John Birke has made it his life mission to expose secondhand smoke as a health threat and a public nuisance.
Now Birke is the one being called a nuisance.
Birke said Monday he and his family could possibly be evicted from the Oakwood Apartments in Woodland Hills where they have lived for more than 10 years, after the landlords of the large temporary housing company filed an unlawful detainer lawsuit against him, which is an eviction process.
The suit stems from alleged confrontations Birke made beginning two years ago toward smokers in the pool area of the complex, including splashing smokers with water and taking their photographs.
The trial against Birke starts on Wednesday.
"John didn't do anything wrong," said attorney Michael Sohigian, who is representing Birke.
"I think the jury will see that John didn't attack anybody, hurt anybody, or threaten anybody."
Oakwood representatives did not return calls or e-mails seeking a comment. But during a pre-trial hearing on Monday, attorney David Williamson, who represents Oakwood, said the present case against Birke had nothing to do with past or pending litigation.
"The defendant is trying to turn this into an anti-smoking case," Williamson told Judge. "This is about Mr. Birke harassing people at the pool."
Birke, an attorney, is no stranger to anti-smoking causes. In 1993, he represented the Southern California group Smokefree Air For Everyone, one of the groups that convinced the Los Angeles City Council to vote to ban smoking inside restaurants.
In 2000, he filed small-claims lawsuits against bar owners in Woodland Hills for not enforcing the no smoking law enacted Jan. 1, 1998.
Then in 2006, he filed a lawsuit against Oakwood Apartments, where his daughter, Melinda, has lived with both of her parents since she was born.
The complaint sought unspecified general and special damages and alleged a public nuisance existed at the apartment complex because management allowed smoking by tenants and visitors in outdoor common areas.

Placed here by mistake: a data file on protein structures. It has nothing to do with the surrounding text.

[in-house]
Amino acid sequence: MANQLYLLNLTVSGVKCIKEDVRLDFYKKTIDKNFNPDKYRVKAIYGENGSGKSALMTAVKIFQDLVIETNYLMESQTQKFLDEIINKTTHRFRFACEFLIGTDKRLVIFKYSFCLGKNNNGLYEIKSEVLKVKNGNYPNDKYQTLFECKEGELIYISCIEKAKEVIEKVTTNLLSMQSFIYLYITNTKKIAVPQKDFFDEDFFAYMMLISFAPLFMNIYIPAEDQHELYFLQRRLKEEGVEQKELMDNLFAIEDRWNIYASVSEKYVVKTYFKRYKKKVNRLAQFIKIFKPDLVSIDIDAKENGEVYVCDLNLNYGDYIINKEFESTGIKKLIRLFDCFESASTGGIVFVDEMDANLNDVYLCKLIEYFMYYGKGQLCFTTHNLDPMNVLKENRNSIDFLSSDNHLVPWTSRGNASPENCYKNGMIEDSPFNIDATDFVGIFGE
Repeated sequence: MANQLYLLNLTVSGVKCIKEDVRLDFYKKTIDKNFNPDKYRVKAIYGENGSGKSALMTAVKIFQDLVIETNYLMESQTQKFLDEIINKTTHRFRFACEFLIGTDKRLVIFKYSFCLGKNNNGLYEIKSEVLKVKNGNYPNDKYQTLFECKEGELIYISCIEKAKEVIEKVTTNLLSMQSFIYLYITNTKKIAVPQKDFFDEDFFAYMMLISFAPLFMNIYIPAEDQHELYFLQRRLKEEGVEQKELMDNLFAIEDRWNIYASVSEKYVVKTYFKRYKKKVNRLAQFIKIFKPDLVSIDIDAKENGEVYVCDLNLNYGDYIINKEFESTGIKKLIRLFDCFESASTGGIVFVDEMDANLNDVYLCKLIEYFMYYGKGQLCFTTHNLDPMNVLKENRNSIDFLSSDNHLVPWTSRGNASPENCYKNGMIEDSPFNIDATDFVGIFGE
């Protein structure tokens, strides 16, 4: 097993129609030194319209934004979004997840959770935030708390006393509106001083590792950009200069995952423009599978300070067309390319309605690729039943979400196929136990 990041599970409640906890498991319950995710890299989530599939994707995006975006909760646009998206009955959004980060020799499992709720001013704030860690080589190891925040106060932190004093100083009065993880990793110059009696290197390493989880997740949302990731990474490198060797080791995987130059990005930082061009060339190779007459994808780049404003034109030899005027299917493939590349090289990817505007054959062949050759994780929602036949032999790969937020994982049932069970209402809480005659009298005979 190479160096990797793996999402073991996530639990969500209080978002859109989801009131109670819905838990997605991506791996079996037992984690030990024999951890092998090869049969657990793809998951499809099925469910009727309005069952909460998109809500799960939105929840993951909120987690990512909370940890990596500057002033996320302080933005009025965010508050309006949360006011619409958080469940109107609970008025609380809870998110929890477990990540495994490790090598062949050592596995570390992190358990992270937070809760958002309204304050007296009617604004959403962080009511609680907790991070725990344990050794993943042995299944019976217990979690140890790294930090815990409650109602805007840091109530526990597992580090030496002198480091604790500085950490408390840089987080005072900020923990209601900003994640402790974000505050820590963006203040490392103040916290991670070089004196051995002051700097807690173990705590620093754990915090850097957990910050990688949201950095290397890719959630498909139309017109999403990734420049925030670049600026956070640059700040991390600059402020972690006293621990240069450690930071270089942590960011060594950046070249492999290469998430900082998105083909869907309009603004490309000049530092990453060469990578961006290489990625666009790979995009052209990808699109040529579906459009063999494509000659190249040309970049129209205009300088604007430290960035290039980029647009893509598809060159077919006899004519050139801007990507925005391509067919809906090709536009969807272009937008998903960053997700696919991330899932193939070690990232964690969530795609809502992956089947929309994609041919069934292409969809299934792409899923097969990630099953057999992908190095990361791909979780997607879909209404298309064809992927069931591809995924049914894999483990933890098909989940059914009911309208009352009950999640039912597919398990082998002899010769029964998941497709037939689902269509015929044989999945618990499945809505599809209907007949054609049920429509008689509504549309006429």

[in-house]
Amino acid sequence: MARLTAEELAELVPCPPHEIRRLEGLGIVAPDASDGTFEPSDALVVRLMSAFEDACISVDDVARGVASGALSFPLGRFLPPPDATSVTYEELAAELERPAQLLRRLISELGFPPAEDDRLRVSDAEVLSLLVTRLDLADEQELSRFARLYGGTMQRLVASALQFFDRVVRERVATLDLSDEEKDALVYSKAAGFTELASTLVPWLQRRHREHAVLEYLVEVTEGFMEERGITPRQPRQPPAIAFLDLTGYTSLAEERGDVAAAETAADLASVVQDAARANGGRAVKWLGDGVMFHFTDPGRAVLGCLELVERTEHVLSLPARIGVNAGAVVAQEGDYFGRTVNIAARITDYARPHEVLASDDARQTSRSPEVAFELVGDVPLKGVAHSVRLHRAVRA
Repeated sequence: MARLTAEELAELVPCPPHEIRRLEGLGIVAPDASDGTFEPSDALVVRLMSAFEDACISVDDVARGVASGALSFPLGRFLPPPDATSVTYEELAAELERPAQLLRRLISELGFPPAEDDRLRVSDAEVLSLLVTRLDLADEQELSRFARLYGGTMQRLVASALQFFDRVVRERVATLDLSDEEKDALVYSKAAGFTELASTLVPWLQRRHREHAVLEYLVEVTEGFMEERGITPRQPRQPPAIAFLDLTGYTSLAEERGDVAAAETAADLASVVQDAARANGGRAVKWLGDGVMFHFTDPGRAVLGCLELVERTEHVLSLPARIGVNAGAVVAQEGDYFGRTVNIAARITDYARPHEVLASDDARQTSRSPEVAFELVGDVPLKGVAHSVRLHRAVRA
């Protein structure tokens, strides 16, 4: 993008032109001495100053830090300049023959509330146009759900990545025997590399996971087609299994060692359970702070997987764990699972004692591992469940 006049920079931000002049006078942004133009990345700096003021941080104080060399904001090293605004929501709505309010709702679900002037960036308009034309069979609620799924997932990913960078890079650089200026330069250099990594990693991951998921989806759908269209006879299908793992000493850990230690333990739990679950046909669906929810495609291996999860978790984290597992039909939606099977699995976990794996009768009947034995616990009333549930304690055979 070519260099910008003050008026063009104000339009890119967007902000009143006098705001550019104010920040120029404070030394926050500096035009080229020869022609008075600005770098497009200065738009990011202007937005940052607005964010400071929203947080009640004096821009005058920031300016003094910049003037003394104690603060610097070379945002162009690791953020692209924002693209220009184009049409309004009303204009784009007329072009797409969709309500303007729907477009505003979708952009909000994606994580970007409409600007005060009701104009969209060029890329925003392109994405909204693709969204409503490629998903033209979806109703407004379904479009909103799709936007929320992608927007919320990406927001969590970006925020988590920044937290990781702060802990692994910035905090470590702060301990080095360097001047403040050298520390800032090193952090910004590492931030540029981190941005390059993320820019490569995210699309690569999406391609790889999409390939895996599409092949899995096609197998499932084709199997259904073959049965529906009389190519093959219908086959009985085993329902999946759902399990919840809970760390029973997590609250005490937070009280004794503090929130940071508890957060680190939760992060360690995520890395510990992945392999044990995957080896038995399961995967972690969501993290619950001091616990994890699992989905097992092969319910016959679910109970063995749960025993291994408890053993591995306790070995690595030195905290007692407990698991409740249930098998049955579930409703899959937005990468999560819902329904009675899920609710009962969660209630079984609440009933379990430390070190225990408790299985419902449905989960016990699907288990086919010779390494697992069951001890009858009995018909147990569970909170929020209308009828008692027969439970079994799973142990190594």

Birke said he wanted to hold the owners of the Woodland Hills apartment complex liable for secondhand smoke.
That was struck down, but in 2009, a state appellate court panel reinstated the lawsuit. Sohigian called the ruling by the 2nd District Court of Appeal "the first court in the country to find that an apartment tenant could sue a landlord for failing to restrict smoking in outdoor common areas."
Earlier this year, Birke's wife, Caryl Birke, who suffers from asthma, also filed a lawsuit against Oakwood Worldwide, alleging that secondhand smoke has further harmed her health.
Birke said Monday he is not against smokers, but would like them to have a designated area, where secondhand smoke cannot affect nonsmokers.
"I don't consider myself an anti-smoking activist," he said. "I don't care if people smoke. I just want to make sure those who don't want to be exposed are not exposed against their will."
A study released last year and conducted by researchers from Stanford University found that 1 out of 4 residents across Los Angeles favor smoking bans in apartment dwellings. An estimated 336,000 children are at risk of secondhand smoke exposure in Los Angeles County, where 41 percent of housing units are multi-unit structures, health officials have said.
A statewide law authored by Sen. Alex Padilla, D-Van Nuys, that took effect this year, says a property owner has the right to call his or her building a nonsmoking one. The law is expected to expand the availability of smoke-free housing in California by allowing landlords to prohibit smoking in rental units.
Calabasas already has such laws. In 2006, the city was the first to ban lighting up in all public places, apartment common areas, restaurants and bars. City officials also ruled two years ago that 80 percent of all apartments must be permanently designated nonsmoking units this year.
Other cities such as Burbank and Pasadena have followed in an effort to prevent unwanted secondhand smoke across the city, including parks, parking lots, enclosed public areas and common areas in apartment buildings.
Birke said he has been asked several times why he hasn't moved out of the Oakwood Apartments, into a home of his own.
To that, he has a simple answer:
"If I move, who will take this on?"
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